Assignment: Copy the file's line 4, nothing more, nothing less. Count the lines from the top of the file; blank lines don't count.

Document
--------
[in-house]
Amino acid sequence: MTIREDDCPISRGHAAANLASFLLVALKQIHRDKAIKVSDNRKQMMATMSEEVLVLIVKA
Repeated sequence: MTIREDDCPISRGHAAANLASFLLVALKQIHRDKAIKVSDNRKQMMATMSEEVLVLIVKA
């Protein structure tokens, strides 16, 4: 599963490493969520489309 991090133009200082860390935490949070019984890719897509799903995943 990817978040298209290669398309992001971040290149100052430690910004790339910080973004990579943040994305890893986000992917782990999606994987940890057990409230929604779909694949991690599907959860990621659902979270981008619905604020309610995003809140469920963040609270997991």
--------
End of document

């Protein structure tokens, strides 16, 4: 599963490493969520489309 991090133009200082860390935490949070019984890719897509799903995943 990817978040298209290669398309992001971040290149100052430690910004790339910080973004990579943040994305890893986000992917782990999606994987940890057990409230929604779909694949991690599907959860990621659902979270981008619905604020309610995003809140469920963040609270997991």